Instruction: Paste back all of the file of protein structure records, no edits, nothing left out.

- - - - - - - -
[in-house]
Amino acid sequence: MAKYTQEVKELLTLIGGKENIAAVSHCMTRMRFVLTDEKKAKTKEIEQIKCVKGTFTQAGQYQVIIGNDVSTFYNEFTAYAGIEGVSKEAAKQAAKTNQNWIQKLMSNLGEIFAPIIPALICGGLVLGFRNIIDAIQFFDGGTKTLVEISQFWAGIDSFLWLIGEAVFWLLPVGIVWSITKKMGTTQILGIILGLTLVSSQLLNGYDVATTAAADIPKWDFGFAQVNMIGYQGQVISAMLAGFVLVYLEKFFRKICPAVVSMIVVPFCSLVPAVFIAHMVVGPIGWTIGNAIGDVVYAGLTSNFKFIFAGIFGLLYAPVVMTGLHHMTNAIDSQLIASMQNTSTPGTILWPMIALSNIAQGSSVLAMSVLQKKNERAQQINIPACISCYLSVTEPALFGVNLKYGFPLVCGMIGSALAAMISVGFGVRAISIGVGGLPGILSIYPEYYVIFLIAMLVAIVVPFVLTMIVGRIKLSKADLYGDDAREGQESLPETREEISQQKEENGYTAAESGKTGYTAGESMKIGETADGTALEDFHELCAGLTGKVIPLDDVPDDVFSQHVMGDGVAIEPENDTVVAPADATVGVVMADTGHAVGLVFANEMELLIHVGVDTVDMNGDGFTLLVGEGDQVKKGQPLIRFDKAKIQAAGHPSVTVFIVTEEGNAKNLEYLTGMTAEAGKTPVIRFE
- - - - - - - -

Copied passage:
[in-house]
Amino acid sequence: MAKYTQEVKELLTLIGGKENIAAVSHCMTRMRFVLTDEKKAKTKEIEQIKCVKGTFTQAGQYQVIIGNDVSTFYNEFTAYAGIEGVSKEAAKQAAKTNQNWIQKLMSNLGEIFAPIIPALICGGLVLGFRNIIDAIQFFDGGTKTLVEISQFWAGIDSFLWLIGEAVFWLLPVGIVWSITKKMGTTQILGIILGLTLVSSQLLNGYDVATTAAADIPKWDFGFAQVNMIGYQGQVISAMLAGFVLVYLEKFFRKICPAVVSMIVVPFCSLVPAVFIAHMVVGPIGWTIGNAIGDVVYAGLTSNFKFIFAGIFGLLYAPVVMTGLHHMTNAIDSQLIASMQNTSTPGTILWPMIALSNIAQGSSVLAMSVLQKKNERAQQINIPACISCYLSVTEPALFGVNLKYGFPLVCGMIGSALAAMISVGFGVRAISIGVGGLPGILSIYPEYYVIFLIAMLVAIVVPFVLTMIVGRIKLSKADLYGDDAREGQESLPETREEISQQKEENGYTAAESGKTGYTAGESMKIGETADGTALEDFHELCAGLTGKVIPLDDVPDDVFSQHVMGDGVAIEPENDTVVAPADATVGVVMADTGHAVGLVFANEMELLIHVGVDTVDMNGDGFTLLVGEGDQVKKGQPLIRFDKAKIQAAGHPSVTVFIVTEEGNAKNLEYLTGMTAEAGKTPVIRFE